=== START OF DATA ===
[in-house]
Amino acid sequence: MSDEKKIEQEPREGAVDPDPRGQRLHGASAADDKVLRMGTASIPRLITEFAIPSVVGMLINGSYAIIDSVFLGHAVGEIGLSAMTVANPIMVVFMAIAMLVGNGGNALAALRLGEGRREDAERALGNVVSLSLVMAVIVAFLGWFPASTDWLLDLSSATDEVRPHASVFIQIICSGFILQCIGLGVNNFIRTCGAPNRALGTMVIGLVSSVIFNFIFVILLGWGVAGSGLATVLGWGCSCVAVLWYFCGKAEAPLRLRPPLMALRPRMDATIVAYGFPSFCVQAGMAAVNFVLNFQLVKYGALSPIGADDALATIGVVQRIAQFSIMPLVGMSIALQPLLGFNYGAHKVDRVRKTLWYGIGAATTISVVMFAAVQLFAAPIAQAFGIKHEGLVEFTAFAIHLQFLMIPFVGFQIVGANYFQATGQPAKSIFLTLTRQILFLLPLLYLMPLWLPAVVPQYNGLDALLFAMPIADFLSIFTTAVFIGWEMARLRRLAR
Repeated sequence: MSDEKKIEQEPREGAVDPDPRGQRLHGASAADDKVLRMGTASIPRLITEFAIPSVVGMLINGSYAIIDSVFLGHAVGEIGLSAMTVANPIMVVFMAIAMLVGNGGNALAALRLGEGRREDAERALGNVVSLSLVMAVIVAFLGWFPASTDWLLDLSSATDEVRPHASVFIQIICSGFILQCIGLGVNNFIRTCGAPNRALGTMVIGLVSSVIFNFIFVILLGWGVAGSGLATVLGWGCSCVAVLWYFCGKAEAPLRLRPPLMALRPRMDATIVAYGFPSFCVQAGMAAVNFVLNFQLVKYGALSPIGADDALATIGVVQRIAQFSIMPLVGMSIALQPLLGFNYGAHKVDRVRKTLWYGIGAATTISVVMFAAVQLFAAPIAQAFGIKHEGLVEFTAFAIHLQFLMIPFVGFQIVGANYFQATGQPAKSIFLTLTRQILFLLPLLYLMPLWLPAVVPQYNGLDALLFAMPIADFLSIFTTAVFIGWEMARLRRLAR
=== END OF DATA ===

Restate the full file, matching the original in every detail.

[in-house]
Amino acid sequence: MSDEKKIEQEPREGAVDPDPRGQRLHGASAADDKVLRMGTASIPRLITEFAIPSVVGMLINGSYAIIDSVFLGHAVGEIGLSAMTVANPIMVVFMAIAMLVGNGGNALAALRLGEGRREDAERALGNVVSLSLVMAVIVAFLGWFPASTDWLLDLSSATDEVRPHASVFIQIICSGFILQCIGLGVNNFIRTCGAPNRALGTMVIGLVSSVIFNFIFVILLGWGVAGSGLATVLGWGCSCVAVLWYFCGKAEAPLRLRPPLMALRPRMDATIVAYGFPSFCVQAGMAAVNFVLNFQLVKYGALSPIGADDALATIGVVQRIAQFSIMPLVGMSIALQPLLGFNYGAHKVDRVRKTLWYGIGAATTISVVMFAAVQLFAAPIAQAFGIKHEGLVEFTAFAIHLQFLMIPFVGFQIVGANYFQATGQPAKSIFLTLTRQILFLLPLLYLMPLWLPAVVPQYNGLDALLFAMPIADFLSIFTTAVFIGWEMARLRRLAR
Repeated sequence: MSDEKKIEQEPREGAVDPDPRGQRLHGASAADDKVLRMGTASIPRLITEFAIPSVVGMLINGSYAIIDSVFLGHAVGEIGLSAMTVANPIMVVFMAIAMLVGNGGNALAALRLGEGRREDAERALGNVVSLSLVMAVIVAFLGWFPASTDWLLDLSSATDEVRPHASVFIQIICSGFILQCIGLGVNNFIRTCGAPNRALGTMVIGLVSSVIFNFIFVILLGWGVAGSGLATVLGWGCSCVAVLWYFCGKAEAPLRLRPPLMALRPRMDATIVAYGFPSFCVQAGMAAVNFVLNFQLVKYGALSPIGADDALATIGVVQRIAQFSIMPLVGMSIALQPLLGFNYGAHKVDRVRKTLWYGIGAATTISVVMFAAVQLFAAPIAQAFGIKHEGLVEFTAFAIHLQFLMIPFVGFQIVGANYFQATGQPAKSIFLTLTRQILFLLPLLYLMPLWLPAVVPQYNGLDALLFAMPIADFLSIFTTAVFIGWEMARLRRLAR